A group of researchers from the Cornell University Animal Health Diagnostic Center and the Texas A&M Veterinary Medical Diagnostic Laboratory is developing a project that aims to mitigate the risks that certain diseases pose to the livestock industry through the development of technology to detect them before they appear or become outbreaks.
The project, which will receive funding of one million dollars from the National Institute of Food and Agriculture of the US Department of Agriculture, will be launched in collaboration with the National Network of Animal Health Laboratories and the Center of Plum Island Animal Diseases.
Against foot-and-mouth disease and respiratory diseases
The aim of the project is to develop new methods for the early detection of transboundary and emerging diseases within the livestock industry using next-generation DNA sequencing. The research will focus on the viruses responsible for foot-and-mouth disease and those belonging to the complex of bovine respiratory diseases: bovine viral diarrhea virus, bovine coronavirus, bovine respiratory syncytial virus, and bovine parainfluenza virus type 3.
During the first two years of this project, the research team will develop and optimize targeted and randomized next-generation sequencing diagnostic workflows for the early detection and characterization of current, transboundary, and emerging pathogens in livestock.
In the next phase, highly specialized bioinformaticians will develop rapid and semi-automated tools for data analysis. The third and last year of the project will consist of instructing the laboratories of the National Network of Animal Health Laboratories in the sequencing procedures and processes that the team will develop.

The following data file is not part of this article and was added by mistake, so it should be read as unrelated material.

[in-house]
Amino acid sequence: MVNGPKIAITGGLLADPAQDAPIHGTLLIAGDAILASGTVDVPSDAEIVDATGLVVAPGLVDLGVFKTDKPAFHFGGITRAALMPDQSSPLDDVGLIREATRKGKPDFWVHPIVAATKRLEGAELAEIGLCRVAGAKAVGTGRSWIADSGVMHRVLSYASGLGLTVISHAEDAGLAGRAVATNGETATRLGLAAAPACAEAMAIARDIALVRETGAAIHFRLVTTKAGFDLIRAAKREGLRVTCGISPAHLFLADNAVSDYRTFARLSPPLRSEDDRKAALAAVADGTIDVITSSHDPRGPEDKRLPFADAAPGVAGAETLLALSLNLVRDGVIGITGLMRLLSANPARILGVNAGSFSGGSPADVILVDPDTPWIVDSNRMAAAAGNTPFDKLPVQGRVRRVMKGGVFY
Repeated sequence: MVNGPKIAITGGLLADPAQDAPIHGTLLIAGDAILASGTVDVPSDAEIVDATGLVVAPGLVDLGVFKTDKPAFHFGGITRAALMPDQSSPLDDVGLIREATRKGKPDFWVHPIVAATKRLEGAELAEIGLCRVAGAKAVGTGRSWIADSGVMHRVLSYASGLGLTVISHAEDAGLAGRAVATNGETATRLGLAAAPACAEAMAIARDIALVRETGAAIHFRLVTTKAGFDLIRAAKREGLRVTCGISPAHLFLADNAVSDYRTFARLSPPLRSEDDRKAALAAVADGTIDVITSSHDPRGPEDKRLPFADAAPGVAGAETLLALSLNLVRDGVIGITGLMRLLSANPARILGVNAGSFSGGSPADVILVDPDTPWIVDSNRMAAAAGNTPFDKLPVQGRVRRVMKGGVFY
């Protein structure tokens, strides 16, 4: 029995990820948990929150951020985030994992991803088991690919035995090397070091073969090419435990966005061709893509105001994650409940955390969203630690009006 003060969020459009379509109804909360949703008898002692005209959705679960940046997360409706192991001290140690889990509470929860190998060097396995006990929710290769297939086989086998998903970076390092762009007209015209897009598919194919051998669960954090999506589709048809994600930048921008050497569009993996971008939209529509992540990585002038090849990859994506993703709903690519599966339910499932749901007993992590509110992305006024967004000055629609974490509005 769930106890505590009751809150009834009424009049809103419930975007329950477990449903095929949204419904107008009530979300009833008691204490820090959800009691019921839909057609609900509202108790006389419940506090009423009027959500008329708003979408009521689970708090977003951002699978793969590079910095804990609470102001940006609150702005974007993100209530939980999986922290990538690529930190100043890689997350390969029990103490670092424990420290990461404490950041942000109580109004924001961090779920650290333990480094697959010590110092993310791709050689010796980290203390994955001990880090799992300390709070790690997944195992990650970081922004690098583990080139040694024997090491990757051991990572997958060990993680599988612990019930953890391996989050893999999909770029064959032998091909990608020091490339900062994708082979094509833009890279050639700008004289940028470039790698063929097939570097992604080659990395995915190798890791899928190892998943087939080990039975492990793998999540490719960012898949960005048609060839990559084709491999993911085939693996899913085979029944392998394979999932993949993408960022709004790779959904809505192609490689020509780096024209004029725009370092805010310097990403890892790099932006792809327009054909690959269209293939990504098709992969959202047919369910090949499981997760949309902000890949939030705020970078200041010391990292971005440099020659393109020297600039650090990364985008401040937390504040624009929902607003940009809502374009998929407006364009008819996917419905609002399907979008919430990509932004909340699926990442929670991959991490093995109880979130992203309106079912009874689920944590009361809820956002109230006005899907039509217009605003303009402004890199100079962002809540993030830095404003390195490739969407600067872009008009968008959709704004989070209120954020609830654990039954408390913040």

High-throughput DNA sequencing
Next-generation sequencing encompasses the use of modern high-throughput DNA sequencing methods. These methods allow faster and more cost-effective detection of DNA and RNA in biological samples and the characterization of pathogens.
Currently, real-time polymerase chain reaction (rtPCR) assays are used more widely in diagnostic laboratories for the rapid detection of pathogens. These assays are useful but are based on existing genomic information and may not detect emerging pathogens or variants of known pathogens.
Furthermore, rtPCR assays do not provide the specific genomic information necessary to trace the source of disease outbreaks and differentiate strains, critical information necessary to develop corrective epidemiological actions.
The widespread application of next-generation sequencing technology in diagnostic laboratories has not become widespread due to the lack of standardized protocols and procedures and the need for highly specialized methods to analyze biological data and the scarcity of preparation in this type of sequencing. for diagnostic purposes.